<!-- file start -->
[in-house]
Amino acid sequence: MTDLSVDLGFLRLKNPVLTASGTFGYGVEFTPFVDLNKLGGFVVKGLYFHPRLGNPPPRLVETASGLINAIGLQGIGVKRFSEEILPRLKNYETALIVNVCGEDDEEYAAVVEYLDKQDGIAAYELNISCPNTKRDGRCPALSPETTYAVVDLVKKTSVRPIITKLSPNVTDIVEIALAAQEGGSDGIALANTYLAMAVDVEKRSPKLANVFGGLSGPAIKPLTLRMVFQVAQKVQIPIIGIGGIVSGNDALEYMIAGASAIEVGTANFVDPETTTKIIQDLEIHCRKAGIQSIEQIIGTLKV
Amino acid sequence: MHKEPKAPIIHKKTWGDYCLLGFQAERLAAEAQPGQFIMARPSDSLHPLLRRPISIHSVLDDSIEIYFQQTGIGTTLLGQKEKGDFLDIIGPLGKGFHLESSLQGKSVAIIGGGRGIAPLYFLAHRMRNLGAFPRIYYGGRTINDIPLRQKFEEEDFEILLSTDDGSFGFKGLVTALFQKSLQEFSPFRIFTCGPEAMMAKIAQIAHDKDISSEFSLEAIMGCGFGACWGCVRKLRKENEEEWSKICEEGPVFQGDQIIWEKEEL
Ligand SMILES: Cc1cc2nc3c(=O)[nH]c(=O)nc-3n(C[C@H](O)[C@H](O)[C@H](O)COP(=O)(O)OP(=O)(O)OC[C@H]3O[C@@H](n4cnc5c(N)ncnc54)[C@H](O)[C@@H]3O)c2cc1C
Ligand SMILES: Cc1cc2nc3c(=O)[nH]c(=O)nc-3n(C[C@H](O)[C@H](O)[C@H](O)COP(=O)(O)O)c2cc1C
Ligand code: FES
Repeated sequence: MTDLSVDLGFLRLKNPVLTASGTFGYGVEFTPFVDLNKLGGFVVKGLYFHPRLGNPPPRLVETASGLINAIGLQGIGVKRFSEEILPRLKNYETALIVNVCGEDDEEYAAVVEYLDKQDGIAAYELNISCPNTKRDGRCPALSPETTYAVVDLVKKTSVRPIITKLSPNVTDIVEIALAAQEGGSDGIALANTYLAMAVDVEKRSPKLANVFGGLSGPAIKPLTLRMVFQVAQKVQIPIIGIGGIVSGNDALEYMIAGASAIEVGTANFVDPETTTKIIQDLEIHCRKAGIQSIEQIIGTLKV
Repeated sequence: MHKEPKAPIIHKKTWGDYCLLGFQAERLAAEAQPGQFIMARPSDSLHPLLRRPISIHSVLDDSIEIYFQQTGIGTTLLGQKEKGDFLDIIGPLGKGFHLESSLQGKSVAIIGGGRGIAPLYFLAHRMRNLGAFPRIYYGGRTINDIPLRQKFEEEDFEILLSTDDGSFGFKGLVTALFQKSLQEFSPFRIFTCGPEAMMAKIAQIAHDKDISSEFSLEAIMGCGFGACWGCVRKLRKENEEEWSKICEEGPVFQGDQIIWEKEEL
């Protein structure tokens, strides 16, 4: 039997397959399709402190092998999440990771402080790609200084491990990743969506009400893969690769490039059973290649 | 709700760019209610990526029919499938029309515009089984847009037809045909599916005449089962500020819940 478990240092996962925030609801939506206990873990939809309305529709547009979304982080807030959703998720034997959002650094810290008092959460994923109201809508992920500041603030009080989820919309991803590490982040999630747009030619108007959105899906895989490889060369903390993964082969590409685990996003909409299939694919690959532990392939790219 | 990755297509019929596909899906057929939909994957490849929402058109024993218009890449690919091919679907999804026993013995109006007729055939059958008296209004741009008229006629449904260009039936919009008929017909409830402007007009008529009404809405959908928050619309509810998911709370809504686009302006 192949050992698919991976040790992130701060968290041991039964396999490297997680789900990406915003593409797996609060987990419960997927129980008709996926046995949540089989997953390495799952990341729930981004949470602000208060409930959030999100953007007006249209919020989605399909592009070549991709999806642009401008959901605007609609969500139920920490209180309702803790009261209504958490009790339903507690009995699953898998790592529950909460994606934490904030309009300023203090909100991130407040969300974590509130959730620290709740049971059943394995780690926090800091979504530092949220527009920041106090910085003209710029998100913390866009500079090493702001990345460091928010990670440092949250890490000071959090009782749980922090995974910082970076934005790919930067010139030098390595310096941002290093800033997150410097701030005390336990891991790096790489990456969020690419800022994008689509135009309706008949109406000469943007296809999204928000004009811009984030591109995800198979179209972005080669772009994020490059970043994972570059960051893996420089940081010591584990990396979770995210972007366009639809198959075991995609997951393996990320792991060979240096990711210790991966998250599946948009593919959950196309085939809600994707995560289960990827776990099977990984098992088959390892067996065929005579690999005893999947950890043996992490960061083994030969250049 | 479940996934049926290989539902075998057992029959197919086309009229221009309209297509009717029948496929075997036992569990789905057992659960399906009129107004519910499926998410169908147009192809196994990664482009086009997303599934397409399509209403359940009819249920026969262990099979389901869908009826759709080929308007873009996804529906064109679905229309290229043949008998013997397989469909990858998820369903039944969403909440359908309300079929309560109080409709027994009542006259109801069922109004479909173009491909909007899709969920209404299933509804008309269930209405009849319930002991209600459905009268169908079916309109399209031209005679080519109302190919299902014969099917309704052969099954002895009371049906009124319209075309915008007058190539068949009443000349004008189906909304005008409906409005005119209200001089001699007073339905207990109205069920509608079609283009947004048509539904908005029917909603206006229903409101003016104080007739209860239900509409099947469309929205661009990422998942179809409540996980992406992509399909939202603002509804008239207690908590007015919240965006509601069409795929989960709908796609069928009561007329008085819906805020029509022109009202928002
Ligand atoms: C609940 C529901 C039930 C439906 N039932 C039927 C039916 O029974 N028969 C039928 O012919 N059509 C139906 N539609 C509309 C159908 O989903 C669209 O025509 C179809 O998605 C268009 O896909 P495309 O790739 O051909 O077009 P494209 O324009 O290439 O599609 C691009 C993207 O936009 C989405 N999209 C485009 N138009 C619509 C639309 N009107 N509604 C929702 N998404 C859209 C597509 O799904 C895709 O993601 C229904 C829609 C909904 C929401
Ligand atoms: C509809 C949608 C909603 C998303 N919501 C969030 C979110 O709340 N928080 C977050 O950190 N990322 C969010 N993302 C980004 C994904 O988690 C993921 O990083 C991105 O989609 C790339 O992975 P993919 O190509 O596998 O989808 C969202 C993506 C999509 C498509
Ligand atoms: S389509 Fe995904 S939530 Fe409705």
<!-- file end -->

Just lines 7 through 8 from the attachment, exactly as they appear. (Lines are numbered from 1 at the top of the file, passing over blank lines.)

Repeated sequence: MTDLSVDLGFLRLKNPVLTASGTFGYGVEFTPFVDLNKLGGFVVKGLYFHPRLGNPPPRLVETASGLINAIGLQGIGVKRFSEEILPRLKNYETALIVNVCGEDDEEYAAVVEYLDKQDGIAAYELNISCPNTKRDGRCPALSPETTYAVVDLVKKTSVRPIITKLSPNVTDIVEIALAAQEGGSDGIALANTYLAMAVDVEKRSPKLANVFGGLSGPAIKPLTLRMVFQVAQKVQIPIIGIGGIVSGNDALEYMIAGASAIEVGTANFVDPETTTKIIQDLEIHCRKAGIQSIEQIIGTLKV
Repeated sequence: MHKEPKAPIIHKKTWGDYCLLGFQAERLAAEAQPGQFIMARPSDSLHPLLRRPISIHSVLDDSIEIYFQQTGIGTTLLGQKEKGDFLDIIGPLGKGFHLESSLQGKSVAIIGGGRGIAPLYFLAHRMRNLGAFPRIYYGGRTINDIPLRQKFEEEDFEILLSTDDGSFGFKGLVTALFQKSLQEFSPFRIFTCGPEAMMAKIAQIAHDKDISSEFSLEAIMGCGFGACWGCVRKLRKENEEEWSKICEEGPVFQGDQIIWEKEEL